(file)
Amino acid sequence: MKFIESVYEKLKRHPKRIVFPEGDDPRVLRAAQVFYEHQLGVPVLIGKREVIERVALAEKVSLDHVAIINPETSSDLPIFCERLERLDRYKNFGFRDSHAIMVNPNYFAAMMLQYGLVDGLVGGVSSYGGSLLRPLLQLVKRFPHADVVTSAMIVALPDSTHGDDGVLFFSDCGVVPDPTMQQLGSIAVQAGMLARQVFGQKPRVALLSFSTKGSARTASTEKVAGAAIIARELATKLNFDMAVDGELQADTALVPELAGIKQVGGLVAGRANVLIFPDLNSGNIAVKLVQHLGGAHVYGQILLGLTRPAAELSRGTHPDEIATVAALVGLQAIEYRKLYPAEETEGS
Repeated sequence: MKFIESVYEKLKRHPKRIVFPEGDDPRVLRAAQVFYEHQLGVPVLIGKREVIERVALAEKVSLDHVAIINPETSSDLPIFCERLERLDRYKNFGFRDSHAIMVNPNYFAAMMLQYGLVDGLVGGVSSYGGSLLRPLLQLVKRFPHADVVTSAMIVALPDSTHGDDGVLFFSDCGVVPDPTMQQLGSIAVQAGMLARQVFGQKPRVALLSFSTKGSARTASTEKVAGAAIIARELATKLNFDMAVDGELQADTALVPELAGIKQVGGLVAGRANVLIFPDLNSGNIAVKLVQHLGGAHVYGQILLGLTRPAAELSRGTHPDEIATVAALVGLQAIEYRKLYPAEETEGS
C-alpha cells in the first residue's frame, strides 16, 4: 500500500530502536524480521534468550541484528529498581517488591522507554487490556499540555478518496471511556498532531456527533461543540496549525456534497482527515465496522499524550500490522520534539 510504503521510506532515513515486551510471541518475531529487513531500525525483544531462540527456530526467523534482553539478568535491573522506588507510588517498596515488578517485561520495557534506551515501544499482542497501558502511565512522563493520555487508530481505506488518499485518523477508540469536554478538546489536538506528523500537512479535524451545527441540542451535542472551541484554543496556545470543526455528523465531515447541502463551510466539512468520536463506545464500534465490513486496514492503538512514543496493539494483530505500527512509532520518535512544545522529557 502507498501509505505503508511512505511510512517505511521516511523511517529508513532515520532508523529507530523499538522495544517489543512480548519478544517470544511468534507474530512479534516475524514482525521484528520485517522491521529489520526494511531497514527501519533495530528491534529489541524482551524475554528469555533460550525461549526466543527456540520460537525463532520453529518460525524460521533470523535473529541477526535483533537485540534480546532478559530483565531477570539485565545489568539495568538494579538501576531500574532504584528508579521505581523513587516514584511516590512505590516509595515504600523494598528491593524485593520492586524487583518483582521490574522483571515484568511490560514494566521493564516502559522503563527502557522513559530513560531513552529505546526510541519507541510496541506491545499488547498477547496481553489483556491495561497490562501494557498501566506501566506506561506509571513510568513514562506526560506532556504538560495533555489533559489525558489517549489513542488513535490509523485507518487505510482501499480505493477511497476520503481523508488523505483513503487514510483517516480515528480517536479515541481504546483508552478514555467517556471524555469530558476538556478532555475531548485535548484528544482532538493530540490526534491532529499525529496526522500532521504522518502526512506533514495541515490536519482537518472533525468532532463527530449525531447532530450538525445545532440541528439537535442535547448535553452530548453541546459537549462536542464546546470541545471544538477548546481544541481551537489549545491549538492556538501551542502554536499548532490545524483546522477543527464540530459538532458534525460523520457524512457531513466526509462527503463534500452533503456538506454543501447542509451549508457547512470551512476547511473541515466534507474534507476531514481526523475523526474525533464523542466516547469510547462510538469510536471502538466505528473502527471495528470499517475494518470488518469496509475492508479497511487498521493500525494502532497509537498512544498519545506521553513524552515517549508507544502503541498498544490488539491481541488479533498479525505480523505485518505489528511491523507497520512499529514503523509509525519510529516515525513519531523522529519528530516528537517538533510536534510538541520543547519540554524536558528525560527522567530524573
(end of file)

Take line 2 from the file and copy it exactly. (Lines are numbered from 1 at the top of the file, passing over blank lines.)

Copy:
Repeated sequence: MKFIESVYEKLKRHPKRIVFPEGDDPRVLRAAQVFYEHQLGVPVLIGKREVIERVALAEKVSLDHVAIINPETSSDLPIFCERLERLDRYKNFGFRDSHAIMVNPNYFAAMMLQYGLVDGLVGGVSSYGGSLLRPLLQLVKRFPHADVVTSAMIVALPDSTHGDDGVLFFSDCGVVPDPTMQQLGSIAVQAGMLARQVFGQKPRVALLSFSTKGSARTASTEKVAGAAIIARELATKLNFDMAVDGELQADTALVPELAGIKQVGGLVAGRANVLIFPDLNSGNIAVKLVQHLGGAHVYGQILLGLTRPAAELSRGTHPDEIATVAALVGLQAIEYRKLYPAEETEGS